So far, the Government of the Canary Islands has barely delivered 25 homes, although it plans to increase this figure considerably, also with prefabricated houses. In addition, it has opened an extraordinary line of rental assistance. For his part, the Spanish President, Pedro Sánchez, has promised to relocate more than 600 families. Although, after three months with nothing or very little, the distrust of the islanders towards the different administrations has become general, and a good part of those affected are looking for a home on their own, tired of waiting for those aids to materialize.

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The two brothers have been offered the flat temporarily for a minimum of three years, but in principle they can stay for ten. The first year they will not pay anything, and the following two only the community fees, which amount to 17 euros per month. “From the fourth year on, I don’t know if the rent will go up, but we hope it will be more or less the same,” explains José Luis.

Although this new life in Tazacorte is a clear improvement in that obstacle course that the volcanic eruption has become for many palm trees, José Luis and his brother are very clear that they have not yet reached the goal. His greatest desire is to one day be able to return to Todoque, or at least to Los Llanos de Aridane, to be closer. “That is where we were born and it is our town, but they have told us that it cannot be at the moment. So we have to wait and see if we can return one day,” says José Luis with resignation.

“Every day I think about the house that I lost”

“Every day I think about the house I lost. They have offered us this apartment and I am very happy, but I have a great sorrow for not being able to be in my house in Todoque“He confesses. He is sitting on the sofa in the living room, next to his brother, and while he speaks he keeps his eyes lost on the banana forest that appears behind the windows.” I hope I can go back there, to be in the place where I i was born. If I can’t go back and they won’t let me build a new house, at least a small storage room, so I can go from time to time. To return even if it is only to spend the afternoon, work the field, have animals … “, he expresses, almost as if he were dreaming aloud.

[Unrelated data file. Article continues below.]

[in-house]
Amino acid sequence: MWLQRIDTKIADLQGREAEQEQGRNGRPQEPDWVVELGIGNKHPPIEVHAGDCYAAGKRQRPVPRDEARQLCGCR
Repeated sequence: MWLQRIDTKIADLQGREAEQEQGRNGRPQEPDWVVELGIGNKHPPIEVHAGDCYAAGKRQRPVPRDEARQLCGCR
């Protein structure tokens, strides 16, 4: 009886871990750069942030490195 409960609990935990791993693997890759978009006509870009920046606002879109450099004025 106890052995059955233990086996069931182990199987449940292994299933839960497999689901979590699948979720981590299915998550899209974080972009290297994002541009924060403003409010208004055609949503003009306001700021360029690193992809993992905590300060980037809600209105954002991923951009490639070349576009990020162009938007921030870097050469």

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“The house was made by a grandmother who has already passed away, and it seems unfair that because a volcano comes, they say that it cannot be built there to protect it. It is as if I were now watching my grandmother go hungry to build the house, and I I would like to be able to have again, even if it is that land, “he continues. “Now it is under the lava, but it is still our land, the place where we were born”he adds, unable to prevent his voice from shrinking again.


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George Holan

George Holan is chief editor at Plainsmen Post and has articles published in many notable publications in the last decade.